Matt: Mm-hmm. Yeah, so the Jehovah’s Witnesses’ theology is really—it starts with the belief of who God is. They don’t believe in the Trinity, so their belief is that God is a single person, and not a triune and single Being united in three Persons like most Christians. They believe that Jesus is the Son of God but in the sense of being God’s first created being. So they believe that Jesus is really Michael the archangel. They get that from their translation somehow, but they believe that Jesus is Michael the archangel, who becomes Jesus when Jehovah, His Father, sends Him here to earth to ransom mankind from sin, from Adam. So their belief is that Jesus lived a perfect life; then He died. But rather than being crucified on a cross, their belief is that Jesus died on a torture stake. A couple other differences are [that] Jesus rose, but He rose spiritually in the Jehovah’s Witnesses doctrine, not physically. Their methods of salvation, or how man is to be saved, comes by, I’d say, both Jesus’ sacrifice and then also obeying God’s commands, which are given primarily and solely by the Watchtower Tract and Bible Society. So it’s a mixture of Jesus’ sacrifice and a good dose of works.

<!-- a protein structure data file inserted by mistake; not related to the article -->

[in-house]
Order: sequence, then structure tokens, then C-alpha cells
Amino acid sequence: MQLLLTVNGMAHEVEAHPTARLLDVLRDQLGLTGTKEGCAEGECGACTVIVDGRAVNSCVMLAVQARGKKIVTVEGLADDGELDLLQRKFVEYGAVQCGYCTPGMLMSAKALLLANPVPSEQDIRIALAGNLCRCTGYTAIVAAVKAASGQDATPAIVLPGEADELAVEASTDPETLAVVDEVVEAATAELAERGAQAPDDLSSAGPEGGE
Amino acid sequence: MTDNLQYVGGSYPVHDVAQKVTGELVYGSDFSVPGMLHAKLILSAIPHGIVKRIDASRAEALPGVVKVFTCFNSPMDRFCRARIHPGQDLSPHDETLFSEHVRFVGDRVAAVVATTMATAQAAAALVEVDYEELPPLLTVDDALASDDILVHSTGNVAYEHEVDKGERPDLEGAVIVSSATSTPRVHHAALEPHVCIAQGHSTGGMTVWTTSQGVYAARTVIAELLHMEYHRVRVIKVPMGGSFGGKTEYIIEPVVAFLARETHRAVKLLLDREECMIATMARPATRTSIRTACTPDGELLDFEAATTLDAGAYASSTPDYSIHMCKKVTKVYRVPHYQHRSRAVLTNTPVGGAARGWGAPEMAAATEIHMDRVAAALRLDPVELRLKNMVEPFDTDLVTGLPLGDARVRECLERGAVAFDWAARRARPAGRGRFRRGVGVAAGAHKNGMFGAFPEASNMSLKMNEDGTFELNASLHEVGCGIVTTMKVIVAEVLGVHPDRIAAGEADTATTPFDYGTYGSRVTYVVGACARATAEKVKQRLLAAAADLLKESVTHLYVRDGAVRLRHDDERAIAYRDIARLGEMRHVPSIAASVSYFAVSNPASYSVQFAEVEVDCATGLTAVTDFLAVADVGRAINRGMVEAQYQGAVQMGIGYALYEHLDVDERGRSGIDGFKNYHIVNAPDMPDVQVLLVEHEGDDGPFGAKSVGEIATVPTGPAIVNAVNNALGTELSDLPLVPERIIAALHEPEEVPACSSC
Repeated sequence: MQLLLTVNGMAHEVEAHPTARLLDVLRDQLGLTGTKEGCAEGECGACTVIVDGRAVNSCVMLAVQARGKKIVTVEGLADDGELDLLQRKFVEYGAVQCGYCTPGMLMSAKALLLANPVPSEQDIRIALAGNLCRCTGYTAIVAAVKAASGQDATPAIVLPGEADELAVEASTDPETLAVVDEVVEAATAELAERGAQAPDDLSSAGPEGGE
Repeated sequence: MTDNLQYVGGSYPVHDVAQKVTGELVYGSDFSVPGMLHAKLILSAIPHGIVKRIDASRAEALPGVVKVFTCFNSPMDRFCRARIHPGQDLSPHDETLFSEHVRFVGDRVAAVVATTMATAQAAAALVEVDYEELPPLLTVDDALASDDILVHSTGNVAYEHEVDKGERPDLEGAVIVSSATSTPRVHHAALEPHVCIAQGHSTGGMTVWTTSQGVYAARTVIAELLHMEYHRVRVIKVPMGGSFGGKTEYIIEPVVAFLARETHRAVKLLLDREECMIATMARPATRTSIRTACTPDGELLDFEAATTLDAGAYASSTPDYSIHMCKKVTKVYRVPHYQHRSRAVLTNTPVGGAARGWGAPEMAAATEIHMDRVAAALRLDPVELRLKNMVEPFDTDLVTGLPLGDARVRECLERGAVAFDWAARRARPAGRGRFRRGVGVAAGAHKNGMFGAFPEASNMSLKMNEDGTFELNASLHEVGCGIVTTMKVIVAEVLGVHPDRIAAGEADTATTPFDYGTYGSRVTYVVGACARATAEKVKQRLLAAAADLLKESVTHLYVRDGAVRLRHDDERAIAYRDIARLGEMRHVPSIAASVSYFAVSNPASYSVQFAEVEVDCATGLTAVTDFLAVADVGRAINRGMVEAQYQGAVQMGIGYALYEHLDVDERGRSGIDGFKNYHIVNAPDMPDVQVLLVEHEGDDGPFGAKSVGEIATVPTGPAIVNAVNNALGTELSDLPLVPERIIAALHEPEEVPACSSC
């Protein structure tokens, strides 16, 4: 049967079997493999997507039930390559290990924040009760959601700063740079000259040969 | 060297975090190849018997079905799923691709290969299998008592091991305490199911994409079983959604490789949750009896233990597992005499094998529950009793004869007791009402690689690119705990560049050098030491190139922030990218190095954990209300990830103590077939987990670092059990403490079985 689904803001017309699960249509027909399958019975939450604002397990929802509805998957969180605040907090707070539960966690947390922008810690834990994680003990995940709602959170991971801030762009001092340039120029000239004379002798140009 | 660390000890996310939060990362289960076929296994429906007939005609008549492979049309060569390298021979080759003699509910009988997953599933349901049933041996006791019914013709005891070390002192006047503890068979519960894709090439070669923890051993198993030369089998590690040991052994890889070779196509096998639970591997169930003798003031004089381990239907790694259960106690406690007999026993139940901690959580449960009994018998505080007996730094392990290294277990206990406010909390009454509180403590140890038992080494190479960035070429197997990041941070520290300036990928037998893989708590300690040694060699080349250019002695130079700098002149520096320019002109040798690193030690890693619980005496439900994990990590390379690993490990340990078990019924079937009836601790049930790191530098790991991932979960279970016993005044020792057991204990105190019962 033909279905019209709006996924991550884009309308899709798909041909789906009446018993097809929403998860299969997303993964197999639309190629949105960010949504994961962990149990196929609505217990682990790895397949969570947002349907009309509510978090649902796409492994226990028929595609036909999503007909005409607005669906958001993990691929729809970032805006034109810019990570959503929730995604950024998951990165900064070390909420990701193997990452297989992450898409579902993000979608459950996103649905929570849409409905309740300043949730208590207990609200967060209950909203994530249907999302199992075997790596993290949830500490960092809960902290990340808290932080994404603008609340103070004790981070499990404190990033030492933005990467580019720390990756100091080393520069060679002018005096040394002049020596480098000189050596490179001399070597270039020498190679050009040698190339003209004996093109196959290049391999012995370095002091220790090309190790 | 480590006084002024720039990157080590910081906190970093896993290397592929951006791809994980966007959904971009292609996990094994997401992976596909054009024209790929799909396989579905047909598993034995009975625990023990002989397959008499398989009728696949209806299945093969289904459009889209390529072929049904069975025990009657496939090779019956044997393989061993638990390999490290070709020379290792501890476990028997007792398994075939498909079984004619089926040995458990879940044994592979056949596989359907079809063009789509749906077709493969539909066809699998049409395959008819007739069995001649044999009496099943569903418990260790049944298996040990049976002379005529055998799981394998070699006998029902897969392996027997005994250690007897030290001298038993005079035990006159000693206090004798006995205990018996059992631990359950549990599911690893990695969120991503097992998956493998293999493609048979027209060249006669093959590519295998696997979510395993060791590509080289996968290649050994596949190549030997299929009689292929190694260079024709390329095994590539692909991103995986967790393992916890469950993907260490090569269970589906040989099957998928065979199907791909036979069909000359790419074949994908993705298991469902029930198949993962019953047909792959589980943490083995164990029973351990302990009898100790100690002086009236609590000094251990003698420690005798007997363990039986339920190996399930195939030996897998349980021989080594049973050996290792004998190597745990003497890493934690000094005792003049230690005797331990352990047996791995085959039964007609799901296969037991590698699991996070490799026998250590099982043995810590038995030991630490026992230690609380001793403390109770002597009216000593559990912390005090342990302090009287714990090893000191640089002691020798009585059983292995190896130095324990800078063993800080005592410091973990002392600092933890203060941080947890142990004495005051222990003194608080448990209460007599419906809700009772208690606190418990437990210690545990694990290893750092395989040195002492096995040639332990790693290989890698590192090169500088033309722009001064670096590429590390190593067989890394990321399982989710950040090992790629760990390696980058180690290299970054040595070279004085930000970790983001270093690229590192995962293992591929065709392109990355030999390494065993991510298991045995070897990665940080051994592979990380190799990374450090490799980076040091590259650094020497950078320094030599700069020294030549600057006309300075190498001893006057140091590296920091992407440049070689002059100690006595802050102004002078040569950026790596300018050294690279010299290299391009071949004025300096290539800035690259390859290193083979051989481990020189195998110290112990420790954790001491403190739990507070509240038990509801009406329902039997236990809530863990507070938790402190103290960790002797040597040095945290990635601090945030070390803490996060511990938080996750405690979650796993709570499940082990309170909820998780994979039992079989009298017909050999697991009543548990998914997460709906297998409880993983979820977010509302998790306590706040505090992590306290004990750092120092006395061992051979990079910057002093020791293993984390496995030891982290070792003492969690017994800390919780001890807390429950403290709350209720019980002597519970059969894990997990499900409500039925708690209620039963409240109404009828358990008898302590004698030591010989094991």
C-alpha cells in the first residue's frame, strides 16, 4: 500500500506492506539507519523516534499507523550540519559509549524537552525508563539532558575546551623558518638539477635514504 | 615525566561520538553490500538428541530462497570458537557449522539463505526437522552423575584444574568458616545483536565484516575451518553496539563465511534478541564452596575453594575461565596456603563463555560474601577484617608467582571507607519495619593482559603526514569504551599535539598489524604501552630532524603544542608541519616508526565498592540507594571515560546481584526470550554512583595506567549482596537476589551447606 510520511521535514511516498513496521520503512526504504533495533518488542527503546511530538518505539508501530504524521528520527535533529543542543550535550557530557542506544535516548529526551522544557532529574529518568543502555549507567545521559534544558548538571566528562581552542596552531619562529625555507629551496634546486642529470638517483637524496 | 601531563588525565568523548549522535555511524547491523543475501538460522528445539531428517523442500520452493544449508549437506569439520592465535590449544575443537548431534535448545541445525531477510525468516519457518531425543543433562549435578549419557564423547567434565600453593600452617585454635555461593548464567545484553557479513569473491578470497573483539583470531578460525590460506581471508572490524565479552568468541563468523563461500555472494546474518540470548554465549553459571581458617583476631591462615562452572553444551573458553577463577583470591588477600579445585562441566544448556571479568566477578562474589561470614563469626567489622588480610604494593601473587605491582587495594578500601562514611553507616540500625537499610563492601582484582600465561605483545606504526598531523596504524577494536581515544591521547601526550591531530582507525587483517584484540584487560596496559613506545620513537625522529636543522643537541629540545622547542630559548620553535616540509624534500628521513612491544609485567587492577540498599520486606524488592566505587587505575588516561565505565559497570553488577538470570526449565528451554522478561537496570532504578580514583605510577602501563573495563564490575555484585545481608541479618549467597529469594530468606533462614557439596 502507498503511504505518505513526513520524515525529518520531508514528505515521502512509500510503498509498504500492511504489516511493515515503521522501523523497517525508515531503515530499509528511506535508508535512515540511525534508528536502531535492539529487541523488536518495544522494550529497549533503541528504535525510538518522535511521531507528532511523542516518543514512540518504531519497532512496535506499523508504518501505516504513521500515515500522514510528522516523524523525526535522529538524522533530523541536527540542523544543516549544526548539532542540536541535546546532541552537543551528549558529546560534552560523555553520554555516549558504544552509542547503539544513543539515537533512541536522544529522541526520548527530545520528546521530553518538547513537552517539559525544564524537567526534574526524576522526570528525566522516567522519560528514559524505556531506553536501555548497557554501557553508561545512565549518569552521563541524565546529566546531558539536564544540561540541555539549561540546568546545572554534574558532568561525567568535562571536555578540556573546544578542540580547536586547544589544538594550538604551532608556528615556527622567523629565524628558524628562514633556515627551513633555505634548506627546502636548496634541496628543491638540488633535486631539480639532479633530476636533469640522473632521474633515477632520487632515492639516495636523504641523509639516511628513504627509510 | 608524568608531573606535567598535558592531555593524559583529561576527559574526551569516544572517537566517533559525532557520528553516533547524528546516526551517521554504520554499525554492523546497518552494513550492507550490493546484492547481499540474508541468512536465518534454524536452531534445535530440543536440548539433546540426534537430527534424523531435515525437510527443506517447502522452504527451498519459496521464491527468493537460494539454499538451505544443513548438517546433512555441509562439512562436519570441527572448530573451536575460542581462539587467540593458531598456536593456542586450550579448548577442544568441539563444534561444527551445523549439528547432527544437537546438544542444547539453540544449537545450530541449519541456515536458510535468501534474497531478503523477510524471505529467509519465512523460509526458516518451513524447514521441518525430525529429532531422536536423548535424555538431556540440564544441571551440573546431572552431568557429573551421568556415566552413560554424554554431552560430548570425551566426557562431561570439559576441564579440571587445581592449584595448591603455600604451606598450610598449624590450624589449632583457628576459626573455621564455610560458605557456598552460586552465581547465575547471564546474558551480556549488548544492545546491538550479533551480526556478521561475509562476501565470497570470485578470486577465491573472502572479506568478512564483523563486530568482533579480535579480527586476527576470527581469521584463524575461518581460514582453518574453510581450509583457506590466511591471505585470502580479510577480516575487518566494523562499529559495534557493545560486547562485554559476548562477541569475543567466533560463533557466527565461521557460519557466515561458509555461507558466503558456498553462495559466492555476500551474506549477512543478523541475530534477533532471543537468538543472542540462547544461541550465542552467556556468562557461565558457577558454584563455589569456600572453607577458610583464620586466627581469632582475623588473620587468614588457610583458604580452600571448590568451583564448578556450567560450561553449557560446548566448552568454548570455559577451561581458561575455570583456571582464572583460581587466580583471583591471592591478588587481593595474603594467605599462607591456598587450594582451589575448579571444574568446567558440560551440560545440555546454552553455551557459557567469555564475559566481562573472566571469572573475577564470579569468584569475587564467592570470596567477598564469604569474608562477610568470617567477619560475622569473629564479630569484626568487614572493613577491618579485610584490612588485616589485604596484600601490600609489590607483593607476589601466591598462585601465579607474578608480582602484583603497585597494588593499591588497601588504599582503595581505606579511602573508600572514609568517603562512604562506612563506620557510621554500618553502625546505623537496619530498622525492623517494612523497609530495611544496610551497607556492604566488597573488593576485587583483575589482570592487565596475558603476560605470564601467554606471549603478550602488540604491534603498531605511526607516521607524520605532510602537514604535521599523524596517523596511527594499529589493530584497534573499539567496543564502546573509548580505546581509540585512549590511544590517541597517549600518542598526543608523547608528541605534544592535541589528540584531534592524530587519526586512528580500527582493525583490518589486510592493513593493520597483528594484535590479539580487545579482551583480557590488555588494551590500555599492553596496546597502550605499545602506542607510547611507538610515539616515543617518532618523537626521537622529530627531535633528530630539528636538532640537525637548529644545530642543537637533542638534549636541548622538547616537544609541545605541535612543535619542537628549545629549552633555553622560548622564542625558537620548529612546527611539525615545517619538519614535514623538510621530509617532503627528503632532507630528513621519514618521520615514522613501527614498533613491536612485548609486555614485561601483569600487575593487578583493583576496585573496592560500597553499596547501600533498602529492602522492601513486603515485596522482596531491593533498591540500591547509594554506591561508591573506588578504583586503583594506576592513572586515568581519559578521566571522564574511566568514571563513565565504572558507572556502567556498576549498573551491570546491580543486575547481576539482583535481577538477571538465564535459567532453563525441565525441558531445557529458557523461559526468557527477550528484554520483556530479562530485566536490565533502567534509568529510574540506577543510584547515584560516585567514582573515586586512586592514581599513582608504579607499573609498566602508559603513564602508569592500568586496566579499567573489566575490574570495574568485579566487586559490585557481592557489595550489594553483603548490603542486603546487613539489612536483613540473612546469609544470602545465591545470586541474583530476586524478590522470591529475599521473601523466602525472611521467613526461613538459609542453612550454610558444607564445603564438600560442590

Tom: Mm-hmm. Now, Matt, you know, it’s stunning, as you said—you’re five years old, you’re out there, going from door to door. So this is all you knew! I mean, obviously, many who know about Jehovah’s Witnesses—they’re not allowed to read any other material. They’re not allowed to—sometimes they have to have a conversation with those they’re witnessing to, but still… Now, where did this begin to unravel for you?
Matt: Well, really, Tom, it was probably my eighteenth year, and when I was eighteen years old, I started questioning some of the things that were being taught. I started really looking at the history of the Jehovah’s Witnesses. I started looking at some of the prophecies that were made, some of the contradictions that were pointed out to me…
Tom: Yeah, that’s what I was going to say, Matt: you didn’t come to this on your own. Somebody was challenging you, or was this when you were out witnessing, or what?